Pumpkin complications?

I wrote on Monday about the windfall of pumpkins that we were once again able to get for our flock this fall. The sheep love them, and I have been good about taking a number of pumpkins out to each group of sheep every day (our flock is currently divided into ewes, ram lambs, and adult rams — each in their own area). The question, however, is how many pumpkins are enough for each group — and conversely, how many are too many?

In past years I have always based this decision not on what is fed but on what is left. I would often begin with a small number of pumpkins the first day (maybe one pumpkin for each fifteen sheep in the group) and then increase each day until the group didn’t finish the previous day’s allotment. At that point, I would feed one less than that number every day thereafter until they were gone. This got the pumpkins out into the fields as quickly as possible (once they freeze, they are much harder to break – and the sheep can’t get into frozen ones unless they’re broken) and didn’t waste the free food source. Over the years I have come to realize that I always end up at about the same count: about one pumpkin for every five sheep every day until they are gone.

Yet feeding out this number of pumpkins does make for some issues. Not all of the ewes eat pumpkin, although most will eat some each day. Even among the ewes who do eat some of the daily allotment of pumpkins, they don’t all eat the same amount as the other ewes — nor even the same amount each day. And that can cause issues. If sheep change their diet suddenly (like eating no pumpkins for a few days and then eating a lot), it can result in digestive upset — and that is a bad thing for sheep, just as it is for us.

Sweet Pea loves her pumkin, but is it causing the scouring that has become so evident on her back legs?

Sweet Pea loves her daily allotment of pumpkin, but is it the pumpkin or a heavy parasite load that is causing her scouring?

When I was out in the field recently, breaking the day’s ten pumpkins for the ewe flock, I noticed that Sweet Pea, our youngest and smallest Romeldale, had been scouring for the past few days. Usually, scouring (the sheep term for diarrhea) is a sign of a heavy parasite load, and since this has been a really bad year for parasites, I would normally have immediately treated her with a dewormer. Yet as I watched her in the field that day, I noticed that she is quite the pumpkin eater! Really! Once I start breaking pumpkins, she is constantly underfoot — not only under my feet as I break them, but also under the other ewes as they eat. With such a small body, she is able to scoot between and under the other ewes, pushing in at any of the broken pumpkins and finding a place to eat where other lambs cannot get in. The other young ones often get shoved away from a broken pumpkin, which is why I break the pumpkins into pieces and spread them around. When they are broken and spread, it is my hope that every ewe, no matter how young or small, can find a place to enjoy a bit of this heavenly treat undisturbed.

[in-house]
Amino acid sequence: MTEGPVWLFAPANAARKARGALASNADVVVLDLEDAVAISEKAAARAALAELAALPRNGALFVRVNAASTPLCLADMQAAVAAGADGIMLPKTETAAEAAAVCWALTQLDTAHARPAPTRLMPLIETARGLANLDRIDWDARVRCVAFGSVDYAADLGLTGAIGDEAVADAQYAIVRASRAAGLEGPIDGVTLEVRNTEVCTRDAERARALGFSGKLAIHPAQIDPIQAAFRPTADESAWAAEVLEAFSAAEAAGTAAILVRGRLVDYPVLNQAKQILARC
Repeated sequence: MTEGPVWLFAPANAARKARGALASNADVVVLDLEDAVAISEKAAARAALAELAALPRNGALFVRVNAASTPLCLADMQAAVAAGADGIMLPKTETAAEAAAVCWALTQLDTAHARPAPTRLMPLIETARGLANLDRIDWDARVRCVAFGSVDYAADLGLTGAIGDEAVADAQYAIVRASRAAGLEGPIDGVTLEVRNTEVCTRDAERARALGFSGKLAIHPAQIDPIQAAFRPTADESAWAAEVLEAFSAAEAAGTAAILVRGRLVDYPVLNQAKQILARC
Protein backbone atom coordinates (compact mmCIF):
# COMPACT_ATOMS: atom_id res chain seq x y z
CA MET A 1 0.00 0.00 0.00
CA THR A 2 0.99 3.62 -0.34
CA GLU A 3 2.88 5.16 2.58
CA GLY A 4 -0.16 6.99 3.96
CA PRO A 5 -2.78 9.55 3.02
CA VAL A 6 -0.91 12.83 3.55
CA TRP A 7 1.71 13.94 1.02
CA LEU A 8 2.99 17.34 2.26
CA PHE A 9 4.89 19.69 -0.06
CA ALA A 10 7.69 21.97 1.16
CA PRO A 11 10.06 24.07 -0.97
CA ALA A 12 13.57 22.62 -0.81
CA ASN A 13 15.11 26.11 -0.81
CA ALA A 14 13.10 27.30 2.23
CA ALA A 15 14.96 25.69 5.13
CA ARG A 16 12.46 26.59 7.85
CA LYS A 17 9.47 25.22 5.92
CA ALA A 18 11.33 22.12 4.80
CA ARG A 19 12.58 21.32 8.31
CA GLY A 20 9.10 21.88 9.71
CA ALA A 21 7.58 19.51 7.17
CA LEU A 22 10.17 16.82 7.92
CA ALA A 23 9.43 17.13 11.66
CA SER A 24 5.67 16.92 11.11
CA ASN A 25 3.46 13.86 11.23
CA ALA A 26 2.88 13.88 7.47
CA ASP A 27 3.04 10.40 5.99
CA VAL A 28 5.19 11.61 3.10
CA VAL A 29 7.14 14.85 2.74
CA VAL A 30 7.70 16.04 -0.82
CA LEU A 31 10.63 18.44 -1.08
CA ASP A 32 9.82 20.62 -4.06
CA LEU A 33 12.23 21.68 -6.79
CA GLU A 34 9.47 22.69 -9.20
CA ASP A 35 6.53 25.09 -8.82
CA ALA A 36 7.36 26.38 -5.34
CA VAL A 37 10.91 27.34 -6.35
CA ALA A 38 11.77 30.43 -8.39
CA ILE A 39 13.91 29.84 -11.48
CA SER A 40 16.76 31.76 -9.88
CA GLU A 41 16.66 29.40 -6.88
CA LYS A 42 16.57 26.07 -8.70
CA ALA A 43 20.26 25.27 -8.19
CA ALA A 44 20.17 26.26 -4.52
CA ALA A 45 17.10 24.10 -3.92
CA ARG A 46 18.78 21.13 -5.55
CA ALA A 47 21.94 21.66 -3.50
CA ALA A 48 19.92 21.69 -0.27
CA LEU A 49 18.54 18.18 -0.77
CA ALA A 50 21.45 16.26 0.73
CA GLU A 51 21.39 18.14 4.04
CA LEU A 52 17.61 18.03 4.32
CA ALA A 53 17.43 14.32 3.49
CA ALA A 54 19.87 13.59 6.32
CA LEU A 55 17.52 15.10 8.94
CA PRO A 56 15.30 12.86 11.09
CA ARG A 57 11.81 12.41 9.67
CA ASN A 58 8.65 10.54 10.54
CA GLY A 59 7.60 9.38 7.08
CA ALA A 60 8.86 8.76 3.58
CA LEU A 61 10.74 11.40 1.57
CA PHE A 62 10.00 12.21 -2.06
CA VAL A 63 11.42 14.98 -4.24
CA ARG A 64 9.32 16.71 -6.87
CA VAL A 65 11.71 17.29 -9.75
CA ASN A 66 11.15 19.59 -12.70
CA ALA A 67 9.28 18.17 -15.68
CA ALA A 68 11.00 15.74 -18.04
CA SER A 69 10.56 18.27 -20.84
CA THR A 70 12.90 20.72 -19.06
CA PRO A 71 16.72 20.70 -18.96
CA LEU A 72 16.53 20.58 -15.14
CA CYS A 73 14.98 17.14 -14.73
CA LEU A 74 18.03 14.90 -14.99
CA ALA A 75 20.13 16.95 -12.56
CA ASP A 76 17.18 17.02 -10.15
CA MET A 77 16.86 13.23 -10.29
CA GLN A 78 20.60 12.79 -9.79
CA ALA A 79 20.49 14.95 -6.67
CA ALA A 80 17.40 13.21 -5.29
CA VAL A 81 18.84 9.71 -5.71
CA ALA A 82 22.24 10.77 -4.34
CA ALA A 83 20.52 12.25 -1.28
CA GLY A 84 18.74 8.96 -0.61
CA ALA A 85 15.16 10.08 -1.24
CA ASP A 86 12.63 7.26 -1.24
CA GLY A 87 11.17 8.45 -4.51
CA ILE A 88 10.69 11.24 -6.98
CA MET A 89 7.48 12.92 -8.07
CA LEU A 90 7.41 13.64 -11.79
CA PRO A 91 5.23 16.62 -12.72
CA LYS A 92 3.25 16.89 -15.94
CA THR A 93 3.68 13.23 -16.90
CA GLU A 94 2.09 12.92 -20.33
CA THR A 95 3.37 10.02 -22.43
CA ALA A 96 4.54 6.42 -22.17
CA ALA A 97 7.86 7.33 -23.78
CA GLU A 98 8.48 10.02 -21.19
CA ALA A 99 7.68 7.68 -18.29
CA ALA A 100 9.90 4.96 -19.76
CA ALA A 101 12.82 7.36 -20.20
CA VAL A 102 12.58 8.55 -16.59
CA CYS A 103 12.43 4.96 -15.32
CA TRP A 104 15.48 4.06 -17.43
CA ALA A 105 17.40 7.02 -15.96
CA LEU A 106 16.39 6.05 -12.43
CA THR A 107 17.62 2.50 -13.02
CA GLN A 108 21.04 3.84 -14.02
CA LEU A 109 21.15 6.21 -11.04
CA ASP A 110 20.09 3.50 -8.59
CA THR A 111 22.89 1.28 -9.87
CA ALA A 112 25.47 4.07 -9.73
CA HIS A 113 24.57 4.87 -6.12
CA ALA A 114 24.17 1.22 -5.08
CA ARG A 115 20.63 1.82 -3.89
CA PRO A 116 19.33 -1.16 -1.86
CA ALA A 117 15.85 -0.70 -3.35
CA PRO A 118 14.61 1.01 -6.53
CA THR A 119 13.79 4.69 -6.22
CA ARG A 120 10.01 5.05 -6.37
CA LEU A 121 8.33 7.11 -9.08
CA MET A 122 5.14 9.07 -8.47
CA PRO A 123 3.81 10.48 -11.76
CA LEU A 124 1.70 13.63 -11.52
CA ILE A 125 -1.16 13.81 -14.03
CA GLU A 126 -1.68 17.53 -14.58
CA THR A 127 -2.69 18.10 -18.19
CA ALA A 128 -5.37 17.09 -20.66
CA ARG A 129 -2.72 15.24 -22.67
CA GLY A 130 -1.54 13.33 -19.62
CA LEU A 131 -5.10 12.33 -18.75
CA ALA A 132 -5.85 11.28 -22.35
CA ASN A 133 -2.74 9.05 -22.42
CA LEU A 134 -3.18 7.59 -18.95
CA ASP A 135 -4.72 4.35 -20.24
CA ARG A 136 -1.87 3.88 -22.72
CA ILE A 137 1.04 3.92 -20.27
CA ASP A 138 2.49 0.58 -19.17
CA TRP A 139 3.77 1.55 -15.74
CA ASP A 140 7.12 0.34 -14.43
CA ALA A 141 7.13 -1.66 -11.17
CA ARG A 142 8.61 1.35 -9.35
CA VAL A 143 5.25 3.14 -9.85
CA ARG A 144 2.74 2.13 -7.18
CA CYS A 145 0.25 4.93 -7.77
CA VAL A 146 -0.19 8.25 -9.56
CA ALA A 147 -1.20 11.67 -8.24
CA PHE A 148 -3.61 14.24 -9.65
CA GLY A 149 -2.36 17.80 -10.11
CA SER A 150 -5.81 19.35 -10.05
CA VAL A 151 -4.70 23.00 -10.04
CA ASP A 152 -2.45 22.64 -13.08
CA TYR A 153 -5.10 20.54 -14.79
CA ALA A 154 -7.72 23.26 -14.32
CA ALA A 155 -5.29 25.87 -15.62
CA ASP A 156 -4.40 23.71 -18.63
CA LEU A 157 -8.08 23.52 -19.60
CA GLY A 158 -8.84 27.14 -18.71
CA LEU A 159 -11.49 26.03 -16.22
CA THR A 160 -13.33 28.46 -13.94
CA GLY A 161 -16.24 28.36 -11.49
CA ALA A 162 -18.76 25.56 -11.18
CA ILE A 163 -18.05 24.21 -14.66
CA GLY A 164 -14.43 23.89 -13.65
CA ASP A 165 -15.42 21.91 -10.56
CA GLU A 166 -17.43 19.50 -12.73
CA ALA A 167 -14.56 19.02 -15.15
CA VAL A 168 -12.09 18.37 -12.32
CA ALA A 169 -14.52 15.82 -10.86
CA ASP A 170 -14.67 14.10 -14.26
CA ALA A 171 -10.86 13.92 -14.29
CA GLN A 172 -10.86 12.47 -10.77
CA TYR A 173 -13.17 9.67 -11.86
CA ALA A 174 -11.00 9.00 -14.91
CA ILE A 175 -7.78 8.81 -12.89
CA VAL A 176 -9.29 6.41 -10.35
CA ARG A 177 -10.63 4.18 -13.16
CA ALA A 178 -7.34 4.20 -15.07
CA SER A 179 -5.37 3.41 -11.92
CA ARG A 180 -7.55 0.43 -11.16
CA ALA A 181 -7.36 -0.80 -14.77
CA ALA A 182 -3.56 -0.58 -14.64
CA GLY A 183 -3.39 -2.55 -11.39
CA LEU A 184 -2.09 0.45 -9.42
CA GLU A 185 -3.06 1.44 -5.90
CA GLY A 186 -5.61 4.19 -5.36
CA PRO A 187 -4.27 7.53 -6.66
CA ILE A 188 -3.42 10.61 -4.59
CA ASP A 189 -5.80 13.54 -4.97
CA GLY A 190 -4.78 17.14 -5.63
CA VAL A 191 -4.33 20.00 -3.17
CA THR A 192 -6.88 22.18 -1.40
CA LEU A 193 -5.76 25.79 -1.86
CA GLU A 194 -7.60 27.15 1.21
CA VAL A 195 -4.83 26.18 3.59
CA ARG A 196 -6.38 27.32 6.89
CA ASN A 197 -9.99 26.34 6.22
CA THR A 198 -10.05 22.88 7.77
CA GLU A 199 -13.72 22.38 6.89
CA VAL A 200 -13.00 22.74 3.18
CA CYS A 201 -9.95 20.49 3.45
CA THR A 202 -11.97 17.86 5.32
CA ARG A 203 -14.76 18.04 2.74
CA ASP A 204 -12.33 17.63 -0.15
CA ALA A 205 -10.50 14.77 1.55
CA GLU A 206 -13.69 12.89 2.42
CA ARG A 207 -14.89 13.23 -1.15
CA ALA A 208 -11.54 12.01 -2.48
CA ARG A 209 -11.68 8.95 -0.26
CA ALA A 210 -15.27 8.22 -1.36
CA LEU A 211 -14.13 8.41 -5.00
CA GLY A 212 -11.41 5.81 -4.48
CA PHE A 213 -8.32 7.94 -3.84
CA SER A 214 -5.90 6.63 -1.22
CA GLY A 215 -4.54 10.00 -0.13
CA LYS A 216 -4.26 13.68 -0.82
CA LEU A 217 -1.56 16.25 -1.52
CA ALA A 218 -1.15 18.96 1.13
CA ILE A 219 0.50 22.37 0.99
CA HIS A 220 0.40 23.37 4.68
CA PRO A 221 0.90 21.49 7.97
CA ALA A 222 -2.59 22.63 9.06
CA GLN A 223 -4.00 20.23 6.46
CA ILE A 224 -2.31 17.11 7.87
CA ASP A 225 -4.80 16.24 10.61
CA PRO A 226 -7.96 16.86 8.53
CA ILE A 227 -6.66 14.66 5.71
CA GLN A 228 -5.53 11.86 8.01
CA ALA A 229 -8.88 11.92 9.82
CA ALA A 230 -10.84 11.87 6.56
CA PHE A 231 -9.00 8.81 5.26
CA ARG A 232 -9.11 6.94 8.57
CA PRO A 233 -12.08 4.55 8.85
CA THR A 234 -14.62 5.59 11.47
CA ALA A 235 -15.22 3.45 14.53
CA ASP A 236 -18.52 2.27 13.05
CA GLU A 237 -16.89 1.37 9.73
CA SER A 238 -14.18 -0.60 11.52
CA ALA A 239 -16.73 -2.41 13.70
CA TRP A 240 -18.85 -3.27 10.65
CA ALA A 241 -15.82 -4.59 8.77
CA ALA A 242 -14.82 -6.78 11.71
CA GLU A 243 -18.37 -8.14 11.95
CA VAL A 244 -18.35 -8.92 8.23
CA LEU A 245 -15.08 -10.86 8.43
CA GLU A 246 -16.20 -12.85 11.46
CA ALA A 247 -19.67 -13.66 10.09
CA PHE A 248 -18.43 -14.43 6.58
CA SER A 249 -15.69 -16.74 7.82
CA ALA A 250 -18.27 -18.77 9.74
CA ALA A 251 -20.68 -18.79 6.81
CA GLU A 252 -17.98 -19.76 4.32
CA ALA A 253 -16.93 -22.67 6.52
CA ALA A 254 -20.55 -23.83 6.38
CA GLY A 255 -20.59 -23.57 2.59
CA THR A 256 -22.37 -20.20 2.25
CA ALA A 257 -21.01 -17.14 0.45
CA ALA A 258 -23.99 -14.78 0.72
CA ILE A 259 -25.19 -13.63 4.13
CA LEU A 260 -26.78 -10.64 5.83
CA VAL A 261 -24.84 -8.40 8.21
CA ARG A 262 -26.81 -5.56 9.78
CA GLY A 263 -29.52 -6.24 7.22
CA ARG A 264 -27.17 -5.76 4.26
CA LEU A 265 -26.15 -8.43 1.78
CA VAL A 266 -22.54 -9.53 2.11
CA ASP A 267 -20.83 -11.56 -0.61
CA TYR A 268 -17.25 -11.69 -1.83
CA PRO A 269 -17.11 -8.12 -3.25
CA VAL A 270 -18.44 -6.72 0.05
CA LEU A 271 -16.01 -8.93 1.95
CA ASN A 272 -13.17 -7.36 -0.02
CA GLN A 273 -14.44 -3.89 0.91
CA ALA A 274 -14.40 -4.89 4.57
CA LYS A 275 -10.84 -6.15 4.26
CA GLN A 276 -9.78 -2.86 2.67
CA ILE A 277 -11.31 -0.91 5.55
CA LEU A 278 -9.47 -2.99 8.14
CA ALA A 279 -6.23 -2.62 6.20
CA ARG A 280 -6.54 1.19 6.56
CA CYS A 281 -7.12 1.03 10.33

Yet Sweet Pea has turned pumpkin eating into an art — and she is a master! She is always finding a creative way in to gobble up more pumpkin until they are all gone. Based on what I saw, she probably eats more pumpkin per pound of body weight than any other ewe in the field! And that started me thinking. Maybe she isn’t scouring from parasites, but rather because she is eating way too much pumpkin in one sitting — day after day! Maybe the solution is to limit her access to pumpkin. But how on earth do I do that while still allowing all of the other ewes to enjoy their annual treat?

In the end, I decided to deworm Sweet Pea. If, indeed, the scouring is due to parasites, the dewormer should eliminate the problem fairly quickly. On the other hand, if she continues scouring through the next few days, I will know that the problem is most likely her insatiable hunger for the pumpkins she so loves. Honestly, I hope the dewormer clears things up, since I have no idea how to keep Sweet Pea away from overeating the pumpkins without reducing what I am feeding out — and any reduction will likely mean that other ewe lambs will not be able to find a piece of pumpkin for themselves. This is likely the first time I have ever hoped for one of my lambs to have a heavy parasite load. Meanwhile, I will start thinking about ways to limit her pumpkin intake, just in case!

Skirting progress: I have completed skirting our lamb fleeces, and plan to have them ready to release to our customer notification list sometime in the late afternoon CST on Thursday, December 1. My personal schedule doesn’t allow for an earlier release because of the Thanksgiving holiday, so I thank you for your patience!

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  • Jane says:

    Well here’s a stupid comment. You said that pumpkins are a mild de wormer. Maybe Sweet Pea wants the pumpkin because she needs deworming? … !

    • Dee says:

      Actually, I did think of that – not a stupid comment at all! I think that she is likely self-medicating with pumpkin much as the lambs do in the Rock Pasture with acorns, which are also a natural dewormer (but are also considered “poisonous” to sheep). In Sweet Pea’s case, it seems that the scouring was actually due to the combination of both a high parasite load and too much pumpkin, since the dewormer has improved things already. Let’s hope that this deworming allows her to eat a bit less pumpkin to allow her digestion to return to normal!

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